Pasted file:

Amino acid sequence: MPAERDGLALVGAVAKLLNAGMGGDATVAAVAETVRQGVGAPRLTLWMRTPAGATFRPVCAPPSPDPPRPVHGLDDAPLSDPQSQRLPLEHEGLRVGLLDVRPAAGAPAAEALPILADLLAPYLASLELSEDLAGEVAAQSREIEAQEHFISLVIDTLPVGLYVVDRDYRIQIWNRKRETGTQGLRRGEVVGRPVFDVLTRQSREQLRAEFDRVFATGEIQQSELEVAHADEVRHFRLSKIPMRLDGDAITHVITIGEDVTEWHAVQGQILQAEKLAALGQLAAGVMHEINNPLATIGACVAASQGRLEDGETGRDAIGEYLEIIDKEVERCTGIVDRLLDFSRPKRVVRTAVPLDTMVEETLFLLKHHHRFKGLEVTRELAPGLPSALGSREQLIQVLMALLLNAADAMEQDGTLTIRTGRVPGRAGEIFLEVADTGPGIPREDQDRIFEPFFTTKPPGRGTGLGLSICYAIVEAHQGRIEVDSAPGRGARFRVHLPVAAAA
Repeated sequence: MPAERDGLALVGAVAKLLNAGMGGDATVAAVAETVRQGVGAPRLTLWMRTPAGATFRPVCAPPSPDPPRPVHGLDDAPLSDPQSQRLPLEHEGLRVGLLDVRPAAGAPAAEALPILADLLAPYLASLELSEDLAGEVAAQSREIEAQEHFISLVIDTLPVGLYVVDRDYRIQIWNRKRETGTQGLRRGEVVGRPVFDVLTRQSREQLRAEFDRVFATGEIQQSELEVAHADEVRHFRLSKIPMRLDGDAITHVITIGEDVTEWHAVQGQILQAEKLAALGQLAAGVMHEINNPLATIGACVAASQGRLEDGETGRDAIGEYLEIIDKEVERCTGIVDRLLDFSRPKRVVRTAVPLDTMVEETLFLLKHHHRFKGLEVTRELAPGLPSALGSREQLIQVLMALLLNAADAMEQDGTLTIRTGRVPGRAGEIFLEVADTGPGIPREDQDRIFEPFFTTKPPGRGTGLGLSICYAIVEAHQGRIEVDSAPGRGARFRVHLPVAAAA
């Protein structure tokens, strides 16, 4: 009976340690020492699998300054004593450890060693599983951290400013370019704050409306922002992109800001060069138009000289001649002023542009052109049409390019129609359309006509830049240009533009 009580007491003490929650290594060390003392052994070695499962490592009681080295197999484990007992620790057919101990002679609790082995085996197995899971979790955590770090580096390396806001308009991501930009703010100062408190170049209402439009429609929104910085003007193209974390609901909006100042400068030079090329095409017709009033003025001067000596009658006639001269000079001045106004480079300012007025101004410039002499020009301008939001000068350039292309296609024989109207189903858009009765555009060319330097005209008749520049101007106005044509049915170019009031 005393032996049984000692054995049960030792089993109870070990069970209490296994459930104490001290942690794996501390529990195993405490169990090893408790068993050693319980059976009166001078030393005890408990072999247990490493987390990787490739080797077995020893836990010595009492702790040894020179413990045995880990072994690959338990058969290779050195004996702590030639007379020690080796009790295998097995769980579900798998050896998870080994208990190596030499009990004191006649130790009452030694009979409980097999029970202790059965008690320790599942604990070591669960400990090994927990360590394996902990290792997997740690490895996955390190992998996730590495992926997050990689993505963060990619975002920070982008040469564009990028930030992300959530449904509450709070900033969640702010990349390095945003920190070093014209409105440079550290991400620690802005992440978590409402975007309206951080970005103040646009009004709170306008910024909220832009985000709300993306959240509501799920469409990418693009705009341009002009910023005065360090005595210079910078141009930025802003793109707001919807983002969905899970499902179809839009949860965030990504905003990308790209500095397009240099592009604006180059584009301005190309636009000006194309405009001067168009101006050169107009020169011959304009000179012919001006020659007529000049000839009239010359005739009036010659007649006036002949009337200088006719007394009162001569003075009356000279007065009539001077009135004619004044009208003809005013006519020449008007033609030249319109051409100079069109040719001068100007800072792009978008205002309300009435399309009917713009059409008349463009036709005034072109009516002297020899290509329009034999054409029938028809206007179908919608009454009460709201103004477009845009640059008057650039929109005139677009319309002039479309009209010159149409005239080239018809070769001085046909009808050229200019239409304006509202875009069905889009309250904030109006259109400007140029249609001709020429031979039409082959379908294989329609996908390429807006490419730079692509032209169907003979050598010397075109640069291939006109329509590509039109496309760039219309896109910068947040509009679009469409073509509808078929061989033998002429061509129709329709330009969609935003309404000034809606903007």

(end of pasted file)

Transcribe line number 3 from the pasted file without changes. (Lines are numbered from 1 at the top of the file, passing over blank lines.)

């Protein structure tokens, strides 16, 4: 009976340690020492699998300054004593450890060693599983951290400013370019704050409306922002992109800001060069138009000289001649002023542009052109049409390019129609359309006509830049240009533009 009580007491003490929650290594060390003392052994070695499962490592009681080295197999484990007992620790057919101990002679609790082995085996197995899971979790955590770090580096390396806001308009991501930009703010100062408190170049209402439009429609929104910085003007193209974390609901909006100042400068030079090329095409017709009033003025001067000596009658006639001269000079001045106004480079300012007025101004410039002499020009301008939001000068350039292309296609024989109207189903858009009765555009060319330097005209008749520049101007106005044509049915170019009031 005393032996049984000692054995049960030792089993109870070990069970209490296994459930104490001290942690794996501390529990195993405490169990090893408790068993050693319980059976009166001078030393005890408990072999247990490493987390990787490739080797077995020893836990010595009492702790040894020179413990045995880990072994690959338990058969290779050195004996702590030639007379020690080796009790295998097995769980579900798998050896998870080994208990190596030499009990004191006649130790009452030694009979409980097999029970202790059965008690320790599942604990070591669960400990090994927990360590394996902990290792997997740690490895996955390190992998996730590495992926997050990689993505963060990619975002920070982008040469564009990028930030992300959530449904509450709070900033969640702010990349390095945003920190070093014209409105440079550290991400620690802005992440978590409402975007309206951080970005103040646009009004709170306008910024909220832009985000709300993306959240509501799920469409990418693009705009341009002009910023005065360090005595210079910078141009930025802003793109707001919807983002969905899970499902179809839009949860965030990504905003990308790209500095397009240099592009604006180059584009301005190309636009000006194309405009001067168009101006050169107009020169011959304009000179012919001006020659007529000049000839009239010359005739009036010659007649006036002949009337200088006719007394009162001569003075009356000279007065009539001077009135004619004044009208003809005013006519020449008007033609030249319109051409100079069109040719001068100007800072792009978008205002309300009435399309009917713009059409008349463009036709005034072109009516002297020899290509329009034999054409029938028809206007179908919608009454009460709201103004477009845009640059008057650039929109005139677009319309002039479309009209010159149409005239080239018809070769001085046909009808050229200019239409304006509202875009069905889009309250904030109006259109400007140029249609001709020429031979039409082959379908294989329609996908390429807006490419730079692509032209169907003979050598010397075109640069291939006109329509590509039109496309760039219309896109910068947040509009679009469409073509509808078929061989033998002429061509129709329709330009969609935003309404000034809606903007």